See it if If you want a period piece that is classic in time. Conflict of two generations.
Don't see it if If you want a modern piece or a faster paced production.
See it if Love, work, income, property, family, passion, education, economic conditions, all in conflict for two generations living in the 1920s.
Don't see it if You prefer the fast pace of modern plays over the steady deliberateness of a classic drama.
“Under the skilled direction of Hardart, a cast with a solid understanding of period style captures the complex notes of Barry's style...Not a brilliant work, ‘You and I’ is nevertheless engaging throughout, and, in its ironic finale...it is surprisingly moving. It also stands on its own in its consideration of the soul-wearying effects of the American culture of business...And, even in this early work, Barry's philosophy is clearly stated.”
"Under Hardart's uncertain direction, 'You and I' emerges as a footnote to a notable career, a good-natured but vapid drawing-room comedy whose chief interest lies in how Barry spun so many autobiographical threads into it...It's a sweet play; truly...Love and warmth permeate the stage, every character is well-intentioned...We're not convinced, however, that 'You and I' can still arrestingly hold a stage, or that its themes aren't better stated in other works."
"This would be fine if the artificial style of the play and the dated twenties slang did not seem arch and affected. And while director Michael Hardart's production is always stylish and graceful, he has not helped greatly with his casting or his mannered and theatrical approach to the material. The characters talk in an elevated, literate language but … are basically very simple people, not the kind who sit around tossing off bon mots. Here they speak Barry's realistic lines as though they do."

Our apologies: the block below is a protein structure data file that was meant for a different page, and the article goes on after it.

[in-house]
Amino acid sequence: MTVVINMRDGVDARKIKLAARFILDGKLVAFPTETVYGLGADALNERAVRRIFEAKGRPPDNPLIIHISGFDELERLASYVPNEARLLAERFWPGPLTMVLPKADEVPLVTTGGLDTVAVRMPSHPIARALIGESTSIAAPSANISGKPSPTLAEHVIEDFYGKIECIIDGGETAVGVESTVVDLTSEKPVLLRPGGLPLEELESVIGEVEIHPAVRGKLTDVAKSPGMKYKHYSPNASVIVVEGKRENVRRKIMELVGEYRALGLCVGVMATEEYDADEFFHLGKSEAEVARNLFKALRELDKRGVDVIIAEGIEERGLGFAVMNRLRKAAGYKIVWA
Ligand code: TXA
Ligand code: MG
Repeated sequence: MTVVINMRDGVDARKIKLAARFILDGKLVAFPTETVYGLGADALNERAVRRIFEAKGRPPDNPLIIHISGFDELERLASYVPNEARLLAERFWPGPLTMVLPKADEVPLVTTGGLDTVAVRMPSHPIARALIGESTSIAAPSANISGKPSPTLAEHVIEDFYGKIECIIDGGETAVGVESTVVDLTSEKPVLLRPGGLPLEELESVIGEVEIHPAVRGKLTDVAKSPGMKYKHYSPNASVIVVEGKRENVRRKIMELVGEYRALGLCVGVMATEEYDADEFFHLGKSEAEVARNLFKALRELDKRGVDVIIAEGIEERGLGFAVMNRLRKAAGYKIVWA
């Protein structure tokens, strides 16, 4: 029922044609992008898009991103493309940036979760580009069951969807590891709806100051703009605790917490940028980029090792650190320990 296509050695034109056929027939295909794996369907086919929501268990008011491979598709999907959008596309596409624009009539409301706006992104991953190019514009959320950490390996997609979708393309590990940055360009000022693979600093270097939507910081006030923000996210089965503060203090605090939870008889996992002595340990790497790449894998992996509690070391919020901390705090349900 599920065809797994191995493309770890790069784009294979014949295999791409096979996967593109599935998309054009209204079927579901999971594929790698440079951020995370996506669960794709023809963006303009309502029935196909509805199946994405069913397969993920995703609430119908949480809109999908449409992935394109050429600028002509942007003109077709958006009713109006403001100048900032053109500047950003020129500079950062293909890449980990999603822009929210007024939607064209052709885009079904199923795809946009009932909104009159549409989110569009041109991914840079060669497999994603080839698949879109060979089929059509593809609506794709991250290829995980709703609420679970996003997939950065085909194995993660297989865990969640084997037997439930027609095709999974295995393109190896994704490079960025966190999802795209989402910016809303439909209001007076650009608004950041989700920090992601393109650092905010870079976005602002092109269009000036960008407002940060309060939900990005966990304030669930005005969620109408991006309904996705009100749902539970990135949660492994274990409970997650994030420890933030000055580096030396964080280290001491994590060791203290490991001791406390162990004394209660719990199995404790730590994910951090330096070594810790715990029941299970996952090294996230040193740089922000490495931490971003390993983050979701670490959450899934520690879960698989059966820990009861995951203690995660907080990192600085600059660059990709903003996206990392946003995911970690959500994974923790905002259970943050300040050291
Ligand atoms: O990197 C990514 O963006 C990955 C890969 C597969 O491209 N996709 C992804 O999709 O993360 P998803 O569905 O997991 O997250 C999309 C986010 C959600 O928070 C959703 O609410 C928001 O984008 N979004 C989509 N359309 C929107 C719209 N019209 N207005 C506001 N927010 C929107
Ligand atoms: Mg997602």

"Barry's play would need a far more polished and well-cast company…than presently assembled…to give its dated-sounding dialogue…stagy characters, and plot contrivances the fire they desperately require…Hardart has helped them convey some of their roles' shifting nuances but…they're unable to make Barry's old-fashioned, 'darling'-sprinkled, upper-class locutions sound natural...Hardart's direction succeeds merely in making the two hour and 15-minute running time seem longer."
“A vibrant script, insightful where human nature is concerned, witty and, in the end, heartrending...Hardart’s accomplished staging features a balanced ensemble cast of endearing players, with three leads who lend just the right buoyancy to Barry’s witty dialogue. But what’s best is how they capture the poignancy of the playwright’s subtext, as well as of his text...If only such graceful, stylish talk could be heard more often nowadays—onstage and off!”